Following the Cardinals' second preseason game against the Dallas Cowboys, fans have been voicing concerns about the net yards Arizona's defense is yielding to opposing quarterbacks, specifically accusing the play of the front seven and their ability to get after the passer. With certain statistics not being tracked, like hurries and hits, it's not always obvious how a defensive line is playing if they're not getting sacks. Thus, it's worth taking a closer look to effectively analyze line play.
Though the team recorded three sacks against Green Bay, not one of them came against Aaron Rodgers or the Packers' first team offense. That's not ideal, but not necessarily condemning, either, especially considering starters on both sides of the ball barely played a full quarter.
Let's find out who, if anyone, has been getting it done.
Calais Campbell, 93, DE/DT
Though he failed to appear on the stat sheet in the game, Campbell's frightening combination of length and strength was on display against the Packers. If anyone is worried about how he's going to look this season, don't be. Green Bay did a good job keeping him out of a few plays with double-team blocks but Campbell held his own and abused single blocks when given the opportunity.
In addition to 3-4 end, Campbell played base end in 3-3-5/4-3 looks and defensive tackle in the 2-4-5 nickel package.
John Abraham, 53, OLB
On his second snap with the team, Abraham hurried the quarterback with an outside speed rush that resulted in a Patrick Peterson interception. Later, he recorded a strip sack on Graham Harrell, again with an outside speed move. Not bad for only playing five snaps. He is who we thought he was, and should provide the pass-rushing spark the team has been lacking.
Ronald Talley, 96, DE/DT
And we're to the back-ups. Talley played a ton in this game, first subbing in on the defense's third snap of the day and staying in almost to the end. He made good on the opportunity, playing both the run and the pass well throughout the game. He was able to fend off double teams, opening the play up for linebackers. Not one dimensional, Talley plays with a good mix of speed and power, occasionally splitting gaps to disrupt plays in the pocket while other times holding his own at the point of attack or driving blockers backwards towards the ballcarrier.
I counted four hurries and a QB hit in addition to a couple run stops. It was an excellent day for Talley. He spent most of the first quarter, against Green Bay's starters, being double-teamed by their left guard and center, but held up very well in run defense. The pass-rushing came later, mostly against back-ups.
Talley played defensive end in the 3-4, both DE and DT in the 4-3 and 3-3-5 packages, and defensive tackle in the 2-4-5. He stood out in the preseason last year as well, and should be in the mix to make the team.
Frostee Rucker, 98, DE/DT
The Cardinals' off-season moves to shore up depth on the defensive line appear to be paying off. Rucker only came up with one pressure in the game but made his presence felt against the run, shedding blocks and fending off double teams at the point of attack. He had an impressive move at the end of the first quarter, blasting through the offensive line with ease only to completely whiff on the runningback. It was a good outing for him otherwise. Though one-dimensional he seems a good fit as a run-stopping down lineman in the Cardinals' scheme.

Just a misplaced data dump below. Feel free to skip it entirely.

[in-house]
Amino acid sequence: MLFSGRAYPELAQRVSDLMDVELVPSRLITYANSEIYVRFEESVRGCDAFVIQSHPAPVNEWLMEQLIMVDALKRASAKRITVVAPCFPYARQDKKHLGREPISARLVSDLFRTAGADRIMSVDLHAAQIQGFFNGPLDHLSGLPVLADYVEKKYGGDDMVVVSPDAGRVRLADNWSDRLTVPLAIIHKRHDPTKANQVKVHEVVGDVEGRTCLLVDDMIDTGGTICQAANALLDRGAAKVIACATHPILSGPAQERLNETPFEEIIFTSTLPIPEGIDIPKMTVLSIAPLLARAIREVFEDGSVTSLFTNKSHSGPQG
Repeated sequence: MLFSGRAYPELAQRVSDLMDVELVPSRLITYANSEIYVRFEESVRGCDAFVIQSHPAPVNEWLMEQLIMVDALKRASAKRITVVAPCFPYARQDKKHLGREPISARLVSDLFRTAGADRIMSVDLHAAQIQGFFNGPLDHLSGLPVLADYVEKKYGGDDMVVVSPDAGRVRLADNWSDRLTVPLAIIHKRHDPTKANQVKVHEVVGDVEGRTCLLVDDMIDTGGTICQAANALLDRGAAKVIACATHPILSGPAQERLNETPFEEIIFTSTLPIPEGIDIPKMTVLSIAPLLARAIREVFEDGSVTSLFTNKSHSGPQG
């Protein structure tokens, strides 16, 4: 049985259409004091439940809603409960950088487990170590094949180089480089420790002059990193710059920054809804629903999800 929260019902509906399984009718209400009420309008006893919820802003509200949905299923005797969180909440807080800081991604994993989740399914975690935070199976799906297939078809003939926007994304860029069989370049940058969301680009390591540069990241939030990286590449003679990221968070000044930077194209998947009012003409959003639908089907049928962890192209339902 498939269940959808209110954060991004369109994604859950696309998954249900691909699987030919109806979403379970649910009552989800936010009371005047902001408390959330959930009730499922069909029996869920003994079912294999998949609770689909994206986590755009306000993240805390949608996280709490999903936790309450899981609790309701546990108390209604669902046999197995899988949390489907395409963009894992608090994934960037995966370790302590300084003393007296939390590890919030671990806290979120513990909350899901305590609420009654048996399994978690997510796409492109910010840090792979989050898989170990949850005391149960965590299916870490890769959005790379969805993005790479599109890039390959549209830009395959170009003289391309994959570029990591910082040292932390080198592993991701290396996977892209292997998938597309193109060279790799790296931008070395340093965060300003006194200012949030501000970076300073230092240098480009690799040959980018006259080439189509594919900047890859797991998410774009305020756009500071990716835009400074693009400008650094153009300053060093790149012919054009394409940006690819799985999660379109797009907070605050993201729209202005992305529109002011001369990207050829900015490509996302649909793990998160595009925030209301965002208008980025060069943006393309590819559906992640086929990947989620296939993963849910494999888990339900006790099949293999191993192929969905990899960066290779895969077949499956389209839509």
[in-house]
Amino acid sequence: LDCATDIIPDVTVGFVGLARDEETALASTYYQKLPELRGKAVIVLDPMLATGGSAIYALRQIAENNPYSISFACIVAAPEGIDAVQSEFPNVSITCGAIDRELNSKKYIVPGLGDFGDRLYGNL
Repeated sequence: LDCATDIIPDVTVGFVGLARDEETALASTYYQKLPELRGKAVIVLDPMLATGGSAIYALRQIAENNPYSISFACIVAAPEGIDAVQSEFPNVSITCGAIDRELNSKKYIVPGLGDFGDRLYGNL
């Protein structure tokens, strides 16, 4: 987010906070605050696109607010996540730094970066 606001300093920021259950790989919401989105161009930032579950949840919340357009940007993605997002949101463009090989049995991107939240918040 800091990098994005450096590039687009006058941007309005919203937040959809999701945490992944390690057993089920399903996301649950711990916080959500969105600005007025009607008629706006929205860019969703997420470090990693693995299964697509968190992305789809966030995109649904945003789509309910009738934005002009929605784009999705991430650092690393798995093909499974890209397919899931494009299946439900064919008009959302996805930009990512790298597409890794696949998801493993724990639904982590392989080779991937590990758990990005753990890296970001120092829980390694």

Rucker played defensive end in the 4-3 and 3-4, as well as defensive tackle in the 2-4-5.
David Carter, 79, NT/DE
After taking the opening snap at nose tackle, Carter was promptly subbed out and didn't reappear until the defense's goal line stand later in the first quarter. He was in for quite a few plays, from the first snap to the final one. Though not a sterling performance, Carter did well for the most part. He typically held his own against the run except for a couple plays where he was blocked out entirely by double teams and at least one where he regrettably lost his feet. He did a good job of disengaging from blocks and getting to the run when he wasn't being double-teamed at the point of attack and added three hurries in the passing game.
Carter needs to be more consistent when run at, but had a good day overall. He opened the game as a 3-4 nose tackle but took most of his snaps at 3-4 and 3-3-5 defensive end as well as 2-4-5 defensive tackle.
Padric Scott, 67, NT
A surprise appearance in the first quarter, albeit with the second team, Scott saw a decent amount of action all through the game. He handled double-teams well and stood his ground at the point of attack. The man is country strong and it translates to the field.
Scott didn't just eat up blocks, either. He was able to disengage and pursue the ballcarrier, including an impressive stop at the beginning of the fourth quarter where he powered through the center to drag the runningback down from behind for a short gain. Though he showed little in the way of a pass-rushing skillset, expected from an undrafted rookie out of Florida A&M, his raw physical traits were too much to handle with single blocks and Scott got some penetration in the pocket to go along with his stout run defense.
Scott played nose tackle in 3-4 looks and defensive tackle in the 2-4-5. He showed enough to earn some time against starters for further evaluation.
Sadly, that sums up the success stories. Due to the limited number of snaps for the starters there wasn't a whole lot to glean from re-watching the game. Look for an article on the players who struggled and those that need to show more before we move on to the Dallas game.
Remember that this analysis is subjective; if you saw something differently, share it in the comments!